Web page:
Lab 1: Introduction to Scheme

This is the archived website of SI 413 from the Fall 2012 semester. Feel free to browse around; you may also find more recent offerings at my teaching page.

This lab is due at the beginning of your next lab period. It should be submitted as "413 lab 01" and contain a single file called "lab.scm". See the submit page for details. You are highly encouraged to submit whatever you have done by the end of this lab. Remember that duplicate submissions are fine; I will just grade the latest one.

Firing up Dr. Scheme

At the command prompt simply type "drscheme &" and you should see the interpreter/code-entry split window open up. [Note: You have to choose a "language" before you start doing anything. Under the menu: Languagues → Choose Language choose Module. You will also have to have #lang scheme at the top of any program, which Dr. Scheme will now insert for you.]

The lower pane is the interpreter. You can enter a scheme expression like (+ 3 4) at the prompt and the return key will cause the interpreter to evaluate the expression - provided the cursor is at the end of the line. You can get the cursor to the end of the line instantly by pressing end.

The upper pane is the definitions window. This is where you put things you want to keep and eventually submit. You should start by saving this window with the proper name for submission later. Go to the submit page right now and learn how this is done.

Basic Expressions

An expression in Scheme is either an atomic object (a number, a symbol, a string) or it is a list of expressions inside parentheses - elements of which are separated by white space. When a list is evaluated by the interpreter, the first element is treated as a function, and the other elements are treated as arguments to the function. So, instead of sqrt(2.4), in Scheme we say (sqrt 2.4). Of course, expressions can be nested (composition of functions), so sqrt(3.4*2.9) is expressed in Scheme as (sqrt (* 3.4 2.9)).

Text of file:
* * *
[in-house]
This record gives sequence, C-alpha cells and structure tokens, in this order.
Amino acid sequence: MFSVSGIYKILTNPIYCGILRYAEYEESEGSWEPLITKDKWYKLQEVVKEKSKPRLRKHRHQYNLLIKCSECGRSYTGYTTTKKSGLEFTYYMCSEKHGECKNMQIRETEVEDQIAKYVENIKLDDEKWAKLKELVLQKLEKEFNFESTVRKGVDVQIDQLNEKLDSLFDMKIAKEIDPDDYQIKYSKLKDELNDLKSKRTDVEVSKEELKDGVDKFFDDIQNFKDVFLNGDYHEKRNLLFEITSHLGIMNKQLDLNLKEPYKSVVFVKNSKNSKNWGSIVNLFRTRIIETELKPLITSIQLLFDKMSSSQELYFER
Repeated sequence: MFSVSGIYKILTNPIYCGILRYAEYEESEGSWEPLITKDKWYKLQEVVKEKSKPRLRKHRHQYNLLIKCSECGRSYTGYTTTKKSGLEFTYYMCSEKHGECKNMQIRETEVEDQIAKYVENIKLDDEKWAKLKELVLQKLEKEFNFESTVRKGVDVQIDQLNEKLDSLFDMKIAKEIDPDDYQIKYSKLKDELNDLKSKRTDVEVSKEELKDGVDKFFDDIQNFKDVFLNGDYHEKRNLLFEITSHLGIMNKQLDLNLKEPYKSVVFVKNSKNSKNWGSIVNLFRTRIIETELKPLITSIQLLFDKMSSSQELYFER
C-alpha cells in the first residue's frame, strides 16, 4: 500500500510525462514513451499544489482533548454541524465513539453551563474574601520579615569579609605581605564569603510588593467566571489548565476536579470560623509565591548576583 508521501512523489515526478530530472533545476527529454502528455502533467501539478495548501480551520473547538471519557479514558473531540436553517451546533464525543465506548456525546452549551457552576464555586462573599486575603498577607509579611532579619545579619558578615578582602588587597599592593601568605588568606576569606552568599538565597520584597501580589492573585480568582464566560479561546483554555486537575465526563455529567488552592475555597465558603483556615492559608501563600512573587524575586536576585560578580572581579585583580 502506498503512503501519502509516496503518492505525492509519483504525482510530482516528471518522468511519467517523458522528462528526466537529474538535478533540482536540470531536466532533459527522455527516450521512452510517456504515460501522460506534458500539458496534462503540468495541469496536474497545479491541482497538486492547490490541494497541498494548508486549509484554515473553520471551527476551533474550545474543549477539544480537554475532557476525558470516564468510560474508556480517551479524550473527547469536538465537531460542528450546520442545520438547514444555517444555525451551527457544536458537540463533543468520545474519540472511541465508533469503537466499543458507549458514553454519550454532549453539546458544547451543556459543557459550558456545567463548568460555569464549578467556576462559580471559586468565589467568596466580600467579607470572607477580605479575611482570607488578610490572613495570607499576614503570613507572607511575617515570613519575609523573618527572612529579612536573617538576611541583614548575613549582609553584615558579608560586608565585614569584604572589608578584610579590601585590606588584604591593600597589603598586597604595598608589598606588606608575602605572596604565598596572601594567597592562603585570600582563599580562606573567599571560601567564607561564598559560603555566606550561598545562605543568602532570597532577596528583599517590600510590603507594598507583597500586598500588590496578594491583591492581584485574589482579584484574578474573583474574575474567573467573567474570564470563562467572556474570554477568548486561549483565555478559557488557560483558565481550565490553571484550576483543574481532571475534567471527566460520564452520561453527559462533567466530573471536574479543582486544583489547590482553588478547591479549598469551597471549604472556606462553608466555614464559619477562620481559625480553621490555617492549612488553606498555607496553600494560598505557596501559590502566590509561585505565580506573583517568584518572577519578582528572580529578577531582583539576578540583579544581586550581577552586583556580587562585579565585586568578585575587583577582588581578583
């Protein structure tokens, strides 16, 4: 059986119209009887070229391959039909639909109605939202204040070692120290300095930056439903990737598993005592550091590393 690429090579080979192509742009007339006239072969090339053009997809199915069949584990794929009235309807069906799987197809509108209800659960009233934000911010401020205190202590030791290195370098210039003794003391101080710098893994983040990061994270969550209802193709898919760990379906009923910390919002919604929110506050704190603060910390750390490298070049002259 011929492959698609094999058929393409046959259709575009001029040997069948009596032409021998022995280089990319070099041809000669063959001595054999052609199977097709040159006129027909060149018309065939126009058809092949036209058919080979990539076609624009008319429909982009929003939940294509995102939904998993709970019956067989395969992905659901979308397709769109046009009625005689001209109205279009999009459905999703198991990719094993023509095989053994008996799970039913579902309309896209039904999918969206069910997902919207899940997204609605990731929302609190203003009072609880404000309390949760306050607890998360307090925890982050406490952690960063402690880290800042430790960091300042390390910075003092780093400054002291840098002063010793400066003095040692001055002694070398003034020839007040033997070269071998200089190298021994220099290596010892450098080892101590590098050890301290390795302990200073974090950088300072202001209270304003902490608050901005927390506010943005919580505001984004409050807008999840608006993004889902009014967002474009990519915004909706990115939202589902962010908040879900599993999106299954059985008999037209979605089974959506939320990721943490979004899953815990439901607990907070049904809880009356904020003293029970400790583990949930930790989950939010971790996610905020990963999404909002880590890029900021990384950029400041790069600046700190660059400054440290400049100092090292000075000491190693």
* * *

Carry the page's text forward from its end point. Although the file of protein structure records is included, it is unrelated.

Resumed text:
Booleans and Predicates

Scheme has built-in constants #t and #f for true and false, respectively. The operations and, or, and not define standard boolean logic as we would expect, so for instance the expression (or (and #t #f) (not #f)) evaluates to #t.

Scheme also has many built-in functions that return a boolean value. These are called predicates and by convention their names end with a question mark. They are often used to determine the types of objects, since Scheme variables have no declared types. For instance, the predicate boolean? determines whether its argument is a boolean value (true or false), and if so returns #t. So (boolean? #f) returns true, and (boolean? 20) returns false.

Numeric Types

Section 3.1 of the R6 Scheme language definition describes numbers in Scheme. Here are some high points. There are two types of numbers in Scheme: exact and inexact. The predicates exact? and inexact? can be used to make the distinction. Inexact numbers are essentially doubles, and include +inf.0 and -inf.0. When you write a number with a decimal point, it is automatically treated as inexact.